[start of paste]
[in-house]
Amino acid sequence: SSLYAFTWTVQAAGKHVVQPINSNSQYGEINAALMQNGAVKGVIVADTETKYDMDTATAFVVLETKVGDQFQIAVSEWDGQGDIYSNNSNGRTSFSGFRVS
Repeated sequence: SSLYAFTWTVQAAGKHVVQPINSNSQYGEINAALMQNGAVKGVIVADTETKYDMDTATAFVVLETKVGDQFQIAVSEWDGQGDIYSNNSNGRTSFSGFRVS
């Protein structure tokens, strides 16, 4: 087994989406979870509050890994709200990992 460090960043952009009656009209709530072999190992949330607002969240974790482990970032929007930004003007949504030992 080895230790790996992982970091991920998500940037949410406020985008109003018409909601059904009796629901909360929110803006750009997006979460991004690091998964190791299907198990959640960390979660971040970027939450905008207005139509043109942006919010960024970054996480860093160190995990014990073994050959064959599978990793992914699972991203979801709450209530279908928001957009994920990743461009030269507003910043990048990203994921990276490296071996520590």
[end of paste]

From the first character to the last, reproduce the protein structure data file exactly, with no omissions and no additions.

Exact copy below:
[in-house]
Amino acid sequence: SSLYAFTWTVQAAGKHVVQPINSNSQYGEINAALMQNGAVKGVIVADTETKYDMDTATAFVVLETKVGDQFQIAVSEWDGQGDIYSNNSNGRTSFSGFRVS
Repeated sequence: SSLYAFTWTVQAAGKHVVQPINSNSQYGEINAALMQNGAVKGVIVADTETKYDMDTATAFVVLETKVGDQFQIAVSEWDGQGDIYSNNSNGRTSFSGFRVS
């Protein structure tokens, strides 16, 4: 087994989406979870509050890994709200990992 460090960043952009009656009209709530072999190992949330607002969240974790482990970032929007930004003007949504030992 080895230790790996992982970091991920998500940037949410406020985008109003018409909601059904009796629901909360929110803006750009997006979460991004690091998964190791299907198990959640960390979660971040970027939450905008207005139509043109942006919010960024970054996480860093160190995990014990073994050959064959599978990793992914699972991203979801709450209530279908928001957009994920990743461009030269507003910043990048990203994921990276490296071996520590």